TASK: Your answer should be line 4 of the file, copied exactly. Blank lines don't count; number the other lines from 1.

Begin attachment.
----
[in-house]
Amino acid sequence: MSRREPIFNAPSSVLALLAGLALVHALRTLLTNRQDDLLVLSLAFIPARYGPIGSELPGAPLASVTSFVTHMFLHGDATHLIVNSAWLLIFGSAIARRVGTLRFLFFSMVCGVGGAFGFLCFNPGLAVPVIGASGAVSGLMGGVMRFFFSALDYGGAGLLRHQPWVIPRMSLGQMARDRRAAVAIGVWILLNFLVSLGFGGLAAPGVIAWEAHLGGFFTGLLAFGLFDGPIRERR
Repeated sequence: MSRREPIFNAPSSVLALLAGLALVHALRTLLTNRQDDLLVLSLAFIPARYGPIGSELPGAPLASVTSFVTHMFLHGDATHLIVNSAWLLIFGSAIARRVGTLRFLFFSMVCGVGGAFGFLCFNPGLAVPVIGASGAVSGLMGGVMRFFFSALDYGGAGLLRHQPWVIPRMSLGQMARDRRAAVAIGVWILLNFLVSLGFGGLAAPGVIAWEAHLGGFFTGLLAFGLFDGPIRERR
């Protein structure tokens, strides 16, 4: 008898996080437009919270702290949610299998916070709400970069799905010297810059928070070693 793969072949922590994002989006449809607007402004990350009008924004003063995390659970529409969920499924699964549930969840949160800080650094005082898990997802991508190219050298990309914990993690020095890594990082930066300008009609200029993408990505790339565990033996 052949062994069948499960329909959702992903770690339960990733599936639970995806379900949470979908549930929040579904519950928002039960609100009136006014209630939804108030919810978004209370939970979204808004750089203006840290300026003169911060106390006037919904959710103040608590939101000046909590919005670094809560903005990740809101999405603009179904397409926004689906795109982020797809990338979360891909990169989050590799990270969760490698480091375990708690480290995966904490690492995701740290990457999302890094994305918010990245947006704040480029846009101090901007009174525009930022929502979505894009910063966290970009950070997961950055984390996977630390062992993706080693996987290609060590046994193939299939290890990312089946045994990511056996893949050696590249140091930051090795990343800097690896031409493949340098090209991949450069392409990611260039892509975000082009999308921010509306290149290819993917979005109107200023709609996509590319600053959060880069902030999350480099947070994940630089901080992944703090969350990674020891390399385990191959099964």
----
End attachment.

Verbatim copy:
């Protein structure tokens, strides 16, 4: 008898996080437009919270702290949610299998916070709400970069799905010297810059928070070693 793969072949922590994002989006449809607007402004990350009008924004003063995390659970529409969920499924699964549930969840949160800080650094005082898990997802991508190219050298990309914990993690020095890594990082930066300008009609200029993408990505790339565990033996 052949062994069948499960329909959702992903770690339960990733599936639970995806379900949470979908549930929040579904519950928002039960609100009136006014209630939804108030919810978004209370939970979204808004750089203006840290300026003169911060106390006037919904959710103040608590939101000046909590919005670094809560903005990740809101999405603009179904397409926004689906795109982020797809990338979360891909990169989050590799990270969760490698480091375990708690480290995966904490690492995701740290990457999302890094994305918010990245947006704040480029846009101090901007009174525009930022929502979505894009910063966290970009950070997961950055984390996977630390062992993706080693996987290609060590046994193939299939290890990312089946045994990511056996893949050696590249140091930051090795990343800097690896031409493949340098090209991949450069392409990611260039892509975000082009999308921010509306290149290819993917979005109107200023709609996509590319600053959060880069902030999350480099947070994940630089901080992944703090969350990674020891390399385990191959099964």